source: Robert-Havemann-Gesellschaft/Dirk Vogel
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Bärbel Bohley

born 1945 in Berlin, died 2010 in Gehren (Uckermark)

Bärbel Bohley at the end of her lifetime. She is sitting on the green velvet sofa in her flat in Berlin’s Fehrbelliner Straße. She seems tired, weakened by cancer. If you look carefully though, you’ll notice the sparkle in her eyes, her subtle smile. Her esprit, always thinking outside the box, her laugh that levelled all hurdles and swept people along. In the mid-1980s, she became one of the public faces of the East German opposition. This small blonde person with her quiet, girlish voice, locked up in the stuffy state of the aged nomenclature, gave interviews to television journalists from the West – one of the few possible ways of reaching people in her own country. A trained artist, she put in simple terms what so many people in this grey country thought. She said that the GDR violated human rights that were normal in a civilised world on a daily basis, and she openly demanded freedom of speech, freedom of assembly, freedom of travel, free elections and free media. She came across as completely unafraid; she was completely unafraid. She set an example, encouraging countless people to rebel against the GDR regime.

In September 1989 she founded Neues Forum (New Forum) with friends and fellow campaigners. The founding appeal, by the name of Awakening 89, began with the legendary words: “Communication between the state and society is obviously dysfunctional in our country.” Towards the end, it read: “We are therefore forming a joint political platform for the entire GDR, which will enable people from all professions, walks of life, parties and groups to take part in the discussion and handling of key social problems in this country.” The reaction was overwhelming. Strangers from all around the GDR called her to tell her that demonstrations were taking place in their towns and that people were now daring to take to the streets. Bärbel Bohley became a central figure, and her apartment on Fehrbelliner Straße in Prenzlauer Berg became a hub of the Peaceful Revolution.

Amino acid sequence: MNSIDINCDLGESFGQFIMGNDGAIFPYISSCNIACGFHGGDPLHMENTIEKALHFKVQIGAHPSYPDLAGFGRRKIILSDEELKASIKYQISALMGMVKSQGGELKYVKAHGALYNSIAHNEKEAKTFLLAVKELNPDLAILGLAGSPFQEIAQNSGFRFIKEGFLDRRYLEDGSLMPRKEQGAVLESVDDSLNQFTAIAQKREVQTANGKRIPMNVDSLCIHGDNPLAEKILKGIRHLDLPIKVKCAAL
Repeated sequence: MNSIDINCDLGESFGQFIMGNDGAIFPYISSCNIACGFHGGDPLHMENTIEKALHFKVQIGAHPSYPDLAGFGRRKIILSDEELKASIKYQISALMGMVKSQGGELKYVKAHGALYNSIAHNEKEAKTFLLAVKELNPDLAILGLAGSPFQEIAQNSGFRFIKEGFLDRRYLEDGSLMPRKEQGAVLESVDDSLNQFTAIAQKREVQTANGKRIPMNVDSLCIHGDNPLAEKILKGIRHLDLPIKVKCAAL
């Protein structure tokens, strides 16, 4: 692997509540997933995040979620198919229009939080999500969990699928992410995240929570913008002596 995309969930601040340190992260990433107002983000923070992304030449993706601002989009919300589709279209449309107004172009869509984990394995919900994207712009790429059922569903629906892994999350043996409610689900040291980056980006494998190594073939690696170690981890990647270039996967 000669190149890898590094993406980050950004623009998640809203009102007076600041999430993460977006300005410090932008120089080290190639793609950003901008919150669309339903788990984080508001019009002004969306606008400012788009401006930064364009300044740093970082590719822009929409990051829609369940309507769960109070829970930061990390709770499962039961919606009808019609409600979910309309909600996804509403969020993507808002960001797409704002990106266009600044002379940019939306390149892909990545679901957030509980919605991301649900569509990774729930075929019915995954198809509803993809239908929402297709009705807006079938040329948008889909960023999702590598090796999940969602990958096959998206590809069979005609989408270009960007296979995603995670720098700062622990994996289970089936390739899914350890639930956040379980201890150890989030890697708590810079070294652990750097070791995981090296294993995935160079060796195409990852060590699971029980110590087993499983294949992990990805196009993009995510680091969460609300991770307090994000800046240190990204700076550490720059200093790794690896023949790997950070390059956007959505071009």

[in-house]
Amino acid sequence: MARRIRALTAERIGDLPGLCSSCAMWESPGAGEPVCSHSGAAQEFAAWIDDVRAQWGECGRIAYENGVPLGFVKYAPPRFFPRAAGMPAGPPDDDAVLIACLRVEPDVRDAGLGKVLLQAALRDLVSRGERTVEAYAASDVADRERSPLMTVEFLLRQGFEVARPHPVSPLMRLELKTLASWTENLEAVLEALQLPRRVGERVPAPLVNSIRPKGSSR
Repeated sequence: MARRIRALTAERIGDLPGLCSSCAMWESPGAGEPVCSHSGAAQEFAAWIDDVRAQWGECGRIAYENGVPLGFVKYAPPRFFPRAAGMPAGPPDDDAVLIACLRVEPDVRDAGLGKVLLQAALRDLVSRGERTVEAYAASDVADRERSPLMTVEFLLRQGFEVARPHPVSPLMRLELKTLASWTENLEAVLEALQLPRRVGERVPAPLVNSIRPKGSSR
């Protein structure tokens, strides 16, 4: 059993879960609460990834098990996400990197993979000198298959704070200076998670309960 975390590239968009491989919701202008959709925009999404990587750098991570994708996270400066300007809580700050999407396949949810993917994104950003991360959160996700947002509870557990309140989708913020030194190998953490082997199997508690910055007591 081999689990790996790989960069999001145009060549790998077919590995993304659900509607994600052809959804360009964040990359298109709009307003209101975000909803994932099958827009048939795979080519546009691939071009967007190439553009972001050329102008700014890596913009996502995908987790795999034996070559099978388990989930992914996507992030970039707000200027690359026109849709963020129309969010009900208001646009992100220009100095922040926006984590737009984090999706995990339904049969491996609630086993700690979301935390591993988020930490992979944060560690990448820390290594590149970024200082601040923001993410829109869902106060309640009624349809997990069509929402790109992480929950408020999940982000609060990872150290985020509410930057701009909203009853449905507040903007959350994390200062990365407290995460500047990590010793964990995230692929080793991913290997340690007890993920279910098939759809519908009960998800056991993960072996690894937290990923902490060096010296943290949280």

“It was like living in a railway station back then,” she recalled at the end of her life. A constant stream of people came to her flat while she coordinated contact between the groups protesting around the country, growing in number on a daily basis. She called these few months “the best time of my life”. “We were on an absolute high 24 hours a day, we were walking on air, we were bubbling over with ideas.” And people simply trusted her. Just as in her numerous aid projects in the Balkans in the twelve years following 1996, she had a talent for bringing the right people together at the right time and for taking action. And she had a fundamental faith that things can be straightened out. Like no other, Bärbel Bohley embodied the charisma of this revolution of 1989. She dared to trust her heart – the very first.

Renate Oschlies

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